Michael Bloomberg doesn’t support giving New York City more control over its housing rules by repealing the Urstadt Law, which gives Albany lawmakers control over many of the city's housing regulations.
At a press conference where Bloomberg named his new housing commissioner, I asked the mayor about his position on repealing the Urstadt Law, which some Democrats at both the state and city level want to do.
“There’s a lot to be said about keeping some of these things at a higher level rather than at a lower level where, where there’s a lot more political pressure,” Bloomberg said. “We also have to be mindful that the housing rules in New York City can’t be enacted or maintained in a vacuum any more than the country’s laws in this day and age be maintained in a vacuum.”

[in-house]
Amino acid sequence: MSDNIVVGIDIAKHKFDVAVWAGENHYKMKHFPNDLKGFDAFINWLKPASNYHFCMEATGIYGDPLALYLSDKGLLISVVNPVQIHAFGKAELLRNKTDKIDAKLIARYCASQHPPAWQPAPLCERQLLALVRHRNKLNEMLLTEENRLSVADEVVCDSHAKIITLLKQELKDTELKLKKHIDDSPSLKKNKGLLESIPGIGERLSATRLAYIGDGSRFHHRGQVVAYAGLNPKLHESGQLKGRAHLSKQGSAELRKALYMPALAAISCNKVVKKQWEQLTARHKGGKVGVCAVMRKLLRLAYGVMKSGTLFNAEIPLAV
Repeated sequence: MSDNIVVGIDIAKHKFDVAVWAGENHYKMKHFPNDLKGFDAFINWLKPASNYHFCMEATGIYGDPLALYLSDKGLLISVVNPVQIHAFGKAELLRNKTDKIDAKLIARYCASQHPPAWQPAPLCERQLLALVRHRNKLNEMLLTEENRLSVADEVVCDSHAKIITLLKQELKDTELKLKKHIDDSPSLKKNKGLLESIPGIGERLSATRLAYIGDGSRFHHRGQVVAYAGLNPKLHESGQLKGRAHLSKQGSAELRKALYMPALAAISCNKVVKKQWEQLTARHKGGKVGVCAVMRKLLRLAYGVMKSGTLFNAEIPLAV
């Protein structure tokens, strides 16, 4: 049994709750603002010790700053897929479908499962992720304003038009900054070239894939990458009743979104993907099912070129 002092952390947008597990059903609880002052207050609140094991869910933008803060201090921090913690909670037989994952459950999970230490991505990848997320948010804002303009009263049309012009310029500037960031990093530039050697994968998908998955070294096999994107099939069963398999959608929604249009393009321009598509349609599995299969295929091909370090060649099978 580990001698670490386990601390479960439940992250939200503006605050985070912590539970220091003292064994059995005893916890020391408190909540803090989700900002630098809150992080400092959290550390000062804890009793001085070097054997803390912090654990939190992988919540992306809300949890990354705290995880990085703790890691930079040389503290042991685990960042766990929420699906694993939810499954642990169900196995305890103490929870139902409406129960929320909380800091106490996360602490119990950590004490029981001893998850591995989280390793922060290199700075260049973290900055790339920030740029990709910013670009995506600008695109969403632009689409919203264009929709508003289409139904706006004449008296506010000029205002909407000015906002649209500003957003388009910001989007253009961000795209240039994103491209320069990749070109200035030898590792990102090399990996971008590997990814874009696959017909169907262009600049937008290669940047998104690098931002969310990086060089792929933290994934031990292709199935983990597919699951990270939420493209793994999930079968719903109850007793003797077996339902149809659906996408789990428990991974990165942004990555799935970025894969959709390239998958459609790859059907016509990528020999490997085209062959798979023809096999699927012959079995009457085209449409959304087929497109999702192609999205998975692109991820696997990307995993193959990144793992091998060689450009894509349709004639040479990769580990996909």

Repealing the Urdstadt Law has been an issue with progressives for years, and now that Democrats have control of both houses of the State Legislature for the first time in decades, it's on the agenda.
Just yesterday, in her State of the City speech, City Council Speaker Christine Quinn—a former housing advocate—said “after nearly three decades, we’ll finally undo Urstadt and take back home rule for our tenants. Control over our own housing policy will be back in New York City, where it has always belonged.”
At least one of Bloomberg's mayoral opponents is likely to make an issue out of Albany's continuing control over city housing laws. Representative Anthony Weiner has said Albany is plagued with "dysfunction" and that by comparison, people in New York City are "the adults. We should be supervising them."
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